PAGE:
John 14:3

Jesus said, “And if I go and prepare a place for you, I will come back and take you to be with me that you also may be where I am” (John 14:3). Granted that Jesus lived, Jesus died, and Jesus rose again with an eternal body, it must be asked as Wilson does, “where is Jesus now? Simply, he is in heaven…”[23] Jesus promised that an ascension to heaven would be made in order to secure that believers would have a place prepared for them in heaven. While different interpretations exist as to the precise meaning of John 14:3, most relate the text with the parousia such as Gundry who also considers that, as Borchert suggests, “the passage highlights the coming of the Spirit as encompassed within the idea of the coming of Jesus.”[24] When it comes to eschatology, Christ must have ascended in order to prepare the place for believers and in order to come back to receive them.

1 Corinthians 15:20-23

Paul shows that in Jesus “all will be made alive. But each in turn: Christ, the firstfruits; then, when he comes, those who belong to him” (1 Corinthians 15:22b-23). The term “firstfruits” is the key in understanding this passage. Wright suggests that “Paul explains both that his resurrection is the beginning of a larger harvest and how that harvest will be accomplished.”[25] Farrell also states that “‘First fruits’, of course, are not the fully ripened harvest, but they do give the promise and pledge of the whole…Harvest imagery expresses well the joyful hope that we hold for our personal destiny and the destiny of the created universe.”[26] If resurrection was understood as Wright suggests in that resurrection was “a way of describing something everyone knew did not happen: the idea that death could be reversed, undone, could (as it were) work backwards,”[27] then it could be argued that the ascension was assumed. Christ who had defeated death was not currently present on earth, with the exception of being present in the Holy Spirit. Therefore, if Christ was to bring forth a resurrection, was the first fruits of that resurrection, and was understood as reversing death, the absence of Christ’s physical presence dictates that Christ must have entered another dimension of existence. That would necessitate the ascension event.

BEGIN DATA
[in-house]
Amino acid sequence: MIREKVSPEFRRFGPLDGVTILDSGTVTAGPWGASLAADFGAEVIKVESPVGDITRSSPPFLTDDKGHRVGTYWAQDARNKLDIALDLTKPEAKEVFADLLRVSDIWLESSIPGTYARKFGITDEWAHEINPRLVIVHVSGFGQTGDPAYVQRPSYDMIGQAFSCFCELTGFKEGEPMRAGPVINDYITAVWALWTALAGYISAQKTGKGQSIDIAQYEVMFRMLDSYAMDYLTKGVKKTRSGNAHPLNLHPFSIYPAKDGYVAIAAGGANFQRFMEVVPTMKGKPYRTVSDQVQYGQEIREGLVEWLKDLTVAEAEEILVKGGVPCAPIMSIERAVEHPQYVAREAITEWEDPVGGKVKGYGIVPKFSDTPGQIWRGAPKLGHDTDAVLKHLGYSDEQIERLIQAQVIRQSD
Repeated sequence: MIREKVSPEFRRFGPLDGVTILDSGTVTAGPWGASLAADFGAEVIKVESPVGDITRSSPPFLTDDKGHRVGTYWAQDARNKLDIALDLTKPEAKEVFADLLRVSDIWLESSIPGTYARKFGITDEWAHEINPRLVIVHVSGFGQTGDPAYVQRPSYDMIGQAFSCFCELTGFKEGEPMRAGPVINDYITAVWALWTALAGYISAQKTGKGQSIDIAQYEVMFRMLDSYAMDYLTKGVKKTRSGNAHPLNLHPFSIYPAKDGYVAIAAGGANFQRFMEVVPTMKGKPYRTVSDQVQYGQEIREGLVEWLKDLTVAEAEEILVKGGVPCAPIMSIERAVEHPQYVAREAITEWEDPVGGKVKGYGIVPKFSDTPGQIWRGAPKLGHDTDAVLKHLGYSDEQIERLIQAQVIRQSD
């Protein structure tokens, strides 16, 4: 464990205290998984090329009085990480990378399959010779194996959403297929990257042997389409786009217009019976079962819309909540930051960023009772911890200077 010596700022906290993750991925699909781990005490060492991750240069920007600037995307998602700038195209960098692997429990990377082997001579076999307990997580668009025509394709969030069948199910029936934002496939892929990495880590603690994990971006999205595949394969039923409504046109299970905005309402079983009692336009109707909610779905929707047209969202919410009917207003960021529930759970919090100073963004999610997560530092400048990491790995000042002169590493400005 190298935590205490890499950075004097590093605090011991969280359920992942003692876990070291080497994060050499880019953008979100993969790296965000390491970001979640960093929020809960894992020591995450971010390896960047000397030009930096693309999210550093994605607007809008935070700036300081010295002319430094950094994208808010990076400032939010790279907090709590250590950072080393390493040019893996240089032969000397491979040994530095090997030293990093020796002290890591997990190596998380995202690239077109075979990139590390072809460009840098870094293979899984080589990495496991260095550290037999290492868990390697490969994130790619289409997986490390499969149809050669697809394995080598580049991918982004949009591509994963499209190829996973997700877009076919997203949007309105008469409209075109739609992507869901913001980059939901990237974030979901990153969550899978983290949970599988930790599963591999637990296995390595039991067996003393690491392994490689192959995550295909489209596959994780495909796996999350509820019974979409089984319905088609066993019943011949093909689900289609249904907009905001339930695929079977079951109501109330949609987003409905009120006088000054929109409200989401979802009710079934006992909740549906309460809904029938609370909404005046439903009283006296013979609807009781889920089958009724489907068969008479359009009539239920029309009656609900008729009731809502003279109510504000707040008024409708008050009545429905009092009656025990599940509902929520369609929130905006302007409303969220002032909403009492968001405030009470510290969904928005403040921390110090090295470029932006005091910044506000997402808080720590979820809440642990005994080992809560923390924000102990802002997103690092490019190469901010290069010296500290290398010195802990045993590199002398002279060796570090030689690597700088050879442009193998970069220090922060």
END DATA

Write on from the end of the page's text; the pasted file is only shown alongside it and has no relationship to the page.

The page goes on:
1 Thessalonians 4:16-17 and Revelation 22:20

The return of Christ necessitates Christ’s ascension. When Paul addresses the return of Christ, Paul states that “the Lord himself will come down from heaven, with a loud command…” (1 Thessalonians 4:16). The descent down to receive the church necessitates that Christ must have first gone up. The participation of an ascension event for the church is presented as the church “will be caught up together with them in the clouds to meet the Lord in the air” (1 Thessalonians 4:17a). Such an event would have only made sense to the readers if there existed an understanding of Christ’s own ascension. Wright states that “These references to Jesus returning imply that Jesus presently exercises a heavenly reign from which he returns to earth, and while, in most cases, there is no clear indication of how he came to be there we cannot have the return of Jesus without the ascension.”[28] The belief that Christ would return is entrenched in the New Testament so much that the last verses of the New Testament ends with the promise. Jesus states “Yes, I am coming soon” (Revelation 22:20a) to which John responds “Amen. Come, Lord Jesus” (Revelation 22:20b). Concerning Revelation 22:20, Paige Patterson writes, “There follows a prayer voiced heavenward, ‘Come, Lord Jesus.’ John’s heart is ready, and he is eager for the return of Christ.”[29] Therefore, if one views the method of Jesus’ return as presented by the New Testament writers, the ascension of Jesus is assumed.

Philippians 2:9-10

The final Scripture that will be evaluated in this paper is based upon an early hymn. The hymn is found in Philippians 2. For the purposes of this paper, only two verses will be examined. Paul records the hymn as saying, “…God exalted him to the highest place and gave him the name that is above every name, that at the name of Jesus every knee should bow, in heaven and on earth and under the earth” (Philippians 2:9-10). Brasfield states that Paul “cites material commonly considered to be early hymns about Christ, which may refer to the ascension. In Philippians 2:9, after describing Christ’s humbleness to death on a cross, the hymn declares that God “highly exalted” (ὑπερυψόω, hyperypsoō) Him.”[30] There are a couple of important points that can be made concerning Philippians 2:9-10. First, the fact that this is an early hymn and addresses the ascension, from the mention of Jesus’ glorification, demonstrates that the ascension event is not based upon later legendary development rather upon the testimony of the earliest Christians. Second, as it relates to this section, the ascension of Christ is important in developing an understanding of the victory of Christ. Because Christ ascended and is seated at the right hand of God, Christ has assured the final victory identified in Revelation 20.